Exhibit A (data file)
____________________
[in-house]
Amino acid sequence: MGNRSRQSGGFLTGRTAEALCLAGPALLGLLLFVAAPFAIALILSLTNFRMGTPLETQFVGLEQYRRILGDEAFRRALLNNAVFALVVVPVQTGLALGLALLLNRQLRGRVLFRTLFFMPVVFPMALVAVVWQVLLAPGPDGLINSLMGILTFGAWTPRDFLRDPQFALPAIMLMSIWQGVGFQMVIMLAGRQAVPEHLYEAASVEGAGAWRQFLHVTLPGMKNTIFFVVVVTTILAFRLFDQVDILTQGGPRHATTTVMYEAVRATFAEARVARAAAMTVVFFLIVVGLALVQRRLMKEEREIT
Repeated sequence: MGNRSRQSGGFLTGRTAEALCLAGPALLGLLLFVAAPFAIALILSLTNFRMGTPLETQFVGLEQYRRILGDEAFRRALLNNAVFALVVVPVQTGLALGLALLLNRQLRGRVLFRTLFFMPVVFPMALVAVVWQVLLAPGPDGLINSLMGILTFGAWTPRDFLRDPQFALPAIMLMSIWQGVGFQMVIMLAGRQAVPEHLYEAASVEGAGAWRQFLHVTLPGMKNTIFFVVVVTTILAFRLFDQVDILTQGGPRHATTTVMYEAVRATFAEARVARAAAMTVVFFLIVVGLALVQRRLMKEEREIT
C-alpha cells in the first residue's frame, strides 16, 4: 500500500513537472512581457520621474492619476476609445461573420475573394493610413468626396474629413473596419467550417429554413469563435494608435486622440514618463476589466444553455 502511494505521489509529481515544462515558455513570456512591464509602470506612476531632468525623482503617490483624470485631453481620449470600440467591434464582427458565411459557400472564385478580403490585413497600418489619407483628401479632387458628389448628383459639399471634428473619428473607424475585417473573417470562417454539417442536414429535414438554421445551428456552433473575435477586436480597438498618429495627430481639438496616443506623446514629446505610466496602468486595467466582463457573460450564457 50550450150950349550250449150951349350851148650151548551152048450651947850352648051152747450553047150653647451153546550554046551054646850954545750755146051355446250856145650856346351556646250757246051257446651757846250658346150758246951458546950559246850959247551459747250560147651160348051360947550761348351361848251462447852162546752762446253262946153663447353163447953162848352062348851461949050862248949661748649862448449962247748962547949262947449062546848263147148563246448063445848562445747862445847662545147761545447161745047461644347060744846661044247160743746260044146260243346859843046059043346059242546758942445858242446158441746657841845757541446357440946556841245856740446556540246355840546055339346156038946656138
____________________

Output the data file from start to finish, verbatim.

[in-house]
Amino acid sequence: MGNRSRQSGGFLTGRTAEALCLAGPALLGLLLFVAAPFAIALILSLTNFRMGTPLETQFVGLEQYRRILGDEAFRRALLNNAVFALVVVPVQTGLALGLALLLNRQLRGRVLFRTLFFMPVVFPMALVAVVWQVLLAPGPDGLINSLMGILTFGAWTPRDFLRDPQFALPAIMLMSIWQGVGFQMVIMLAGRQAVPEHLYEAASVEGAGAWRQFLHVTLPGMKNTIFFVVVVTTILAFRLFDQVDILTQGGPRHATTTVMYEAVRATFAEARVARAAAMTVVFFLIVVGLALVQRRLMKEEREIT
Repeated sequence: MGNRSRQSGGFLTGRTAEALCLAGPALLGLLLFVAAPFAIALILSLTNFRMGTPLETQFVGLEQYRRILGDEAFRRALLNNAVFALVVVPVQTGLALGLALLLNRQLRGRVLFRTLFFMPVVFPMALVAVVWQVLLAPGPDGLINSLMGILTFGAWTPRDFLRDPQFALPAIMLMSIWQGVGFQMVIMLAGRQAVPEHLYEAASVEGAGAWRQFLHVTLPGMKNTIFFVVVVTTILAFRLFDQVDILTQGGPRHATTTVMYEAVRATFAEARVARAAAMTVVFFLIVVGLALVQRRLMKEEREIT
C-alpha cells in the first residue's frame, strides 16, 4: 500500500513537472512581457520621474492619476476609445461573420475573394493610413468626396474629413473596419467550417429554413469563435494608435486622440514618463476589466444553455 502511494505521489509529481515544462515558455513570456512591464509602470506612476531632468525623482503617490483624470485631453481620449470600440467591434464582427458565411459557400472564385478580403490585413497600418489619407483628401479632387458628389448628383459639399471634428473619428473607424475585417473573417470562417454539417442536414429535414438554421445551428456552433473575435477586436480597438498618429495627430481639438496616443506623446514629446505610466496602468486595467466582463457573460450564457 50550450150950349550250449150951349350851148650151548551152048450651947850352648051152747450553047150653647451153546550554046551054646850954545750755146051355446250856145650856346351556646250757246051257446651757846250658346150758246951458546950559246850959247551459747250560147651160348051360947550761348351361848251462447852162546752762446253262946153663447353163447953162848352062348851461949050862248949661748649862448449962247748962547949262947449062546848263147148563246448063445848562445747862445847662545147761545447161745047461644347060744846661044247160743746260044146260243346859843046059043346059242546758942445858242446158441746657841845757541446357440946556841245856740446556540246355840546055339346156038946656138